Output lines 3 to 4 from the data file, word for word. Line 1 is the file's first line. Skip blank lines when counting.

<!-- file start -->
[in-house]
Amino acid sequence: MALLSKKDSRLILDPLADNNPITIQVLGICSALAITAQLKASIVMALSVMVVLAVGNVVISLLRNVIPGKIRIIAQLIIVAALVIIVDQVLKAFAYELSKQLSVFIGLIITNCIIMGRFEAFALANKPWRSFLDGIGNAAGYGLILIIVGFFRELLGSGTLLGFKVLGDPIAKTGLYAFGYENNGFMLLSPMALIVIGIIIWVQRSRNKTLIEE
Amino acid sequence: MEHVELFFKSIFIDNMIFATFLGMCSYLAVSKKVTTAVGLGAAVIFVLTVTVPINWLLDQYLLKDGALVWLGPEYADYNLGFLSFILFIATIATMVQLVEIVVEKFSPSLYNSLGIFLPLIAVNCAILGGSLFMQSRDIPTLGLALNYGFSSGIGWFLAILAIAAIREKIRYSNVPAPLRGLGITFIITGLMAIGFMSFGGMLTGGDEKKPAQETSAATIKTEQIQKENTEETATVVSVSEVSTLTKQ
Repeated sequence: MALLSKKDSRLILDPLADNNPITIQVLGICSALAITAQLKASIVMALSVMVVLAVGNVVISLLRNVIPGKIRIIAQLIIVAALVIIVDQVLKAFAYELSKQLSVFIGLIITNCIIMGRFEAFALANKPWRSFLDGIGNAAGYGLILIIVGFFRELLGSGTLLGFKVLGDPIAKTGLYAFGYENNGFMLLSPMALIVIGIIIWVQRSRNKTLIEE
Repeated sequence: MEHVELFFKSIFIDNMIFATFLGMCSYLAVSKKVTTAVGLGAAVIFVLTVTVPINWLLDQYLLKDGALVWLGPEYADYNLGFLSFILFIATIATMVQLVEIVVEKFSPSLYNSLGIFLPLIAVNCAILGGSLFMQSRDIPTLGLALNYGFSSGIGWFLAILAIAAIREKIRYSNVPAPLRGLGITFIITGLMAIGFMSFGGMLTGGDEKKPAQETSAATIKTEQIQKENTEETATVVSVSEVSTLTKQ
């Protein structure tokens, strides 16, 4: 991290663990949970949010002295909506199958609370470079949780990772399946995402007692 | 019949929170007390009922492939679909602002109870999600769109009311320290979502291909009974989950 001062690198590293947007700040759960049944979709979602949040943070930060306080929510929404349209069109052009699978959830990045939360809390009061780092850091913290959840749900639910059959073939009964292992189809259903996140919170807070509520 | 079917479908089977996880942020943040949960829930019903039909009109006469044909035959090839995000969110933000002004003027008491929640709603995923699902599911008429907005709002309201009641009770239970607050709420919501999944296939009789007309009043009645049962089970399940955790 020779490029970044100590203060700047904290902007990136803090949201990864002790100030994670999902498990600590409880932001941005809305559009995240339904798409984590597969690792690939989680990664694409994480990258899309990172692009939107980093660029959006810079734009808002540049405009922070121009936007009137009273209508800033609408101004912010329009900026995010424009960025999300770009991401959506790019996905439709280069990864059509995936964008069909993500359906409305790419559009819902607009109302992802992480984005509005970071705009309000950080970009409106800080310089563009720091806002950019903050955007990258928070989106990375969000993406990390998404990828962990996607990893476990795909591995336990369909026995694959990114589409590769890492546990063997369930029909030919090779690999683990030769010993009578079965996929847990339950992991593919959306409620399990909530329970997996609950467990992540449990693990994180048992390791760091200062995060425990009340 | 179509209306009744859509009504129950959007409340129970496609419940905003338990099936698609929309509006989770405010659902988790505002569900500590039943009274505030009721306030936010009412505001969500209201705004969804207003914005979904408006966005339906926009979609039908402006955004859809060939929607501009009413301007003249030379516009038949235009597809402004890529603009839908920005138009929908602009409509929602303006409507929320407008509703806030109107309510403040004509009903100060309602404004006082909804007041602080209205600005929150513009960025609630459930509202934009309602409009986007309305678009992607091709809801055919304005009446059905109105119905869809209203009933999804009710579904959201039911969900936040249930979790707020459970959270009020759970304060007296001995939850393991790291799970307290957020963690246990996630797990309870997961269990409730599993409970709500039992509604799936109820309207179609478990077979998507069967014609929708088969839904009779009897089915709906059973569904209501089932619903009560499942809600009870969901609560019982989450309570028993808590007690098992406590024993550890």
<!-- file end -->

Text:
Amino acid sequence: MEHVELFFKSIFIDNMIFATFLGMCSYLAVSKKVTTAVGLGAAVIFVLTVTVPINWLLDQYLLKDGALVWLGPEYADYNLGFLSFILFIATIATMVQLVEIVVEKFSPSLYNSLGIFLPLIAVNCAILGGSLFMQSRDIPTLGLALNYGFSSGIGWFLAILAIAAIREKIRYSNVPAPLRGLGITFIITGLMAIGFMSFGGMLTGGDEKKPAQETSAATIKTEQIQKENTEETATVVSVSEVSTLTKQ
Repeated sequence: MALLSKKDSRLILDPLADNNPITIQVLGICSALAITAQLKASIVMALSVMVVLAVGNVVISLLRNVIPGKIRIIAQLIIVAALVIIVDQVLKAFAYELSKQLSVFIGLIITNCIIMGRFEAFALANKPWRSFLDGIGNAAGYGLILIIVGFFRELLGSGTLLGFKVLGDPIAKTGLYAFGYENNGFMLLSPMALIVIGIIIWVQRSRNKTLIEE